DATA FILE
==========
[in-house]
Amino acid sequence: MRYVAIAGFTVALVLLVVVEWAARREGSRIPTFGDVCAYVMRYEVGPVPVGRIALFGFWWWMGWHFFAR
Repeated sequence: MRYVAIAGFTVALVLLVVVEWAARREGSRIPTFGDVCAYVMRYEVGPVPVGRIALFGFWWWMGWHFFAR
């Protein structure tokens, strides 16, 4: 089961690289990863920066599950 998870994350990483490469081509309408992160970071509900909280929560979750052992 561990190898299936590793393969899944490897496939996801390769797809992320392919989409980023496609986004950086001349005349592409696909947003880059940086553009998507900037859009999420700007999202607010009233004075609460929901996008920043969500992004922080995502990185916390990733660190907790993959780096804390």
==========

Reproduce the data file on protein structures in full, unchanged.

[in-house]
Amino acid sequence: MRYVAIAGFTVALVLLVVVEWAARREGSRIPTFGDVCAYVMRYEVGPVPVGRIALFGFWWWMGWHFFAR
Repeated sequence: MRYVAIAGFTVALVLLVVVEWAARREGSRIPTFGDVCAYVMRYEVGPVPVGRIALFGFWWWMGWHFFAR
């Protein structure tokens, strides 16, 4: 089961690289990863920066599950 998870994350990483490469081509309408992160970071509900909280929560979750052992 561990190898299936590793393969899944490897496939996801390769797809992320392919989409980023496609986004950086001349005349592409696909947003880059940086553009998507900037859009999420700007999202607010009233004075609460929901996008920043969500992004922080995502990185916390990733660190907790993959780096804390």